In Tanzania, the majority of people live without electricity, yet a third of the country uses mobile phones. Bernard Kiwia, a trained electrician and vocational-school instructor, collaborated with the for-profit social enterprise Global Cycle Solutions (GCS) to design a phone charger from scrap bike and radio parts. Made from spokes, brake tubes, clamps, motors, and capacitors, the device generates power when its roller comes in contact with the bike’s spinning wheel as one rides it.
At MIT D-Lab’s inaugural International Design Development Summit (IDDS) in 2007, Kiwia was introduced to design solutions developed with locally resourced materials. Seeing a real need in Tanzania, he made a prototype of the charger from old bicycle spokes and brake cables. Further refinements came after he partnered with another innovator at the second IDDS, India’s Suprio Das, who contributed his small-scale manufacturing experience when certain parts were difficult to source.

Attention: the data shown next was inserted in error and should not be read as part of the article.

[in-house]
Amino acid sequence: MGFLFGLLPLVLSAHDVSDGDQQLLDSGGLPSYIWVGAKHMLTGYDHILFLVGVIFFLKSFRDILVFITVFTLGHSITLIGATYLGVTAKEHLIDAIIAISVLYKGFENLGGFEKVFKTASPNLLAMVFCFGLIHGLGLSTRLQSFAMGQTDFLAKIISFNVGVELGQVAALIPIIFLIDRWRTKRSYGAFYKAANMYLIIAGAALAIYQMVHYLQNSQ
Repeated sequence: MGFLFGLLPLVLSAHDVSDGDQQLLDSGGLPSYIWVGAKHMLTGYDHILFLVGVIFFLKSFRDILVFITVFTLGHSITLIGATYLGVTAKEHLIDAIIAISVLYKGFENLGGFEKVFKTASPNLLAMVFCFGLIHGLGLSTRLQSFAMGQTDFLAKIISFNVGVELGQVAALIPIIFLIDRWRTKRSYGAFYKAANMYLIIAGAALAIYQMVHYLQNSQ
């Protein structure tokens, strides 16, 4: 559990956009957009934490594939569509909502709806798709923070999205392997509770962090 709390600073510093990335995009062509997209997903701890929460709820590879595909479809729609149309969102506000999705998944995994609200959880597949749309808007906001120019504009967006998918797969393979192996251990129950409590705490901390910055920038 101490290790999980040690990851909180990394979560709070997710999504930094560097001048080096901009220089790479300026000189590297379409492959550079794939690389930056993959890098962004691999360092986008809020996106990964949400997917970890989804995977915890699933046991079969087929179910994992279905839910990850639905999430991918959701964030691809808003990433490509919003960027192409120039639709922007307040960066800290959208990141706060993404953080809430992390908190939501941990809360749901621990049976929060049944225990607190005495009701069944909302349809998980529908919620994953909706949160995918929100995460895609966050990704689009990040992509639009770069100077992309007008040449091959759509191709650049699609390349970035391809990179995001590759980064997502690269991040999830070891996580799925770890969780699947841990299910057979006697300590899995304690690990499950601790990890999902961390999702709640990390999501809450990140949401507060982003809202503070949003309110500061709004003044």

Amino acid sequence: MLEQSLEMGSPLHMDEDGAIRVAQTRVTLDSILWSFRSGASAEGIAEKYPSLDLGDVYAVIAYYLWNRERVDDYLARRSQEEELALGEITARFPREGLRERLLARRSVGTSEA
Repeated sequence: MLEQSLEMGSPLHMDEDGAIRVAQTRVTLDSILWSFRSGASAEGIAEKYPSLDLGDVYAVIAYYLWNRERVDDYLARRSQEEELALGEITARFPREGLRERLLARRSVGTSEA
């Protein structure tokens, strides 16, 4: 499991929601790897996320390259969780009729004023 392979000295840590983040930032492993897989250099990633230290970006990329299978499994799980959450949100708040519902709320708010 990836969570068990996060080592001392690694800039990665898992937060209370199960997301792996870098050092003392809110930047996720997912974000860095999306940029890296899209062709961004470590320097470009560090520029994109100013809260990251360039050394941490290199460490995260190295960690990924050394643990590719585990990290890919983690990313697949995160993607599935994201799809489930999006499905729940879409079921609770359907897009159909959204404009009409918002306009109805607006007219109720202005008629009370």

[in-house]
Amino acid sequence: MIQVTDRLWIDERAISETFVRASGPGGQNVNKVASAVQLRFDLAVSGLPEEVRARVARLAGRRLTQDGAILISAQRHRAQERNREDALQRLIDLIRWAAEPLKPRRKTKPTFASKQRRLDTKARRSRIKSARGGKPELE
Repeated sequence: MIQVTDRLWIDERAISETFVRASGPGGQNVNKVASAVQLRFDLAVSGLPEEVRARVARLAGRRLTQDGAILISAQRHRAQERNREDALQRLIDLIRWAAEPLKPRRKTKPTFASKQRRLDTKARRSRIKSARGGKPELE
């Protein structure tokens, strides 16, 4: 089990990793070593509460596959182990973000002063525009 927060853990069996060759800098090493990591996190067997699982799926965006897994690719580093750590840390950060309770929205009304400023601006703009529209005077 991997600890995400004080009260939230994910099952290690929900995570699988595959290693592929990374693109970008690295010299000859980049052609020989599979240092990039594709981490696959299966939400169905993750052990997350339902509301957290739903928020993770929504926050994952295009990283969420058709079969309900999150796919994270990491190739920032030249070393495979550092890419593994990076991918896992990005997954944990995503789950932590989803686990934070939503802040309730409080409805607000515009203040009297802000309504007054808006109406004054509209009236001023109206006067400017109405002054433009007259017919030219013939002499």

In Tanzania, the devices are sold in urban retail stores and via sales ambassadors in rural villages, and are now also distributed in Uganda and Zambia. GCS, comprised of MIT-educated engineers and social entrepreneurs, sells a range of bicycle-powered products. It plans to distribute the phone charger globally. Kiwia has also designed a phone charger that regulates the voltage coming from a motorbike’s battery to recharge the mobile phone. An open-source design GCS helped bring to market, the bicycle charger costs approximately US$10 and the motorcycle charger approximately US$5.
Designer: Bernard Kiwia, with Global Cycle Solutions. Collaborators: Suprio Das, International Design Development Summit 2009, Massachusetts Institute of Technology. Arusha, Tanzania, 2007–present. 470 microfarad capacitor, 7806 transistor (voltage regulator), cell phone cord, 12V DC motor, metal u-bracket, rubber roller, brake pipe, brake clamp, spoke, spring wire, 8mm nylon rod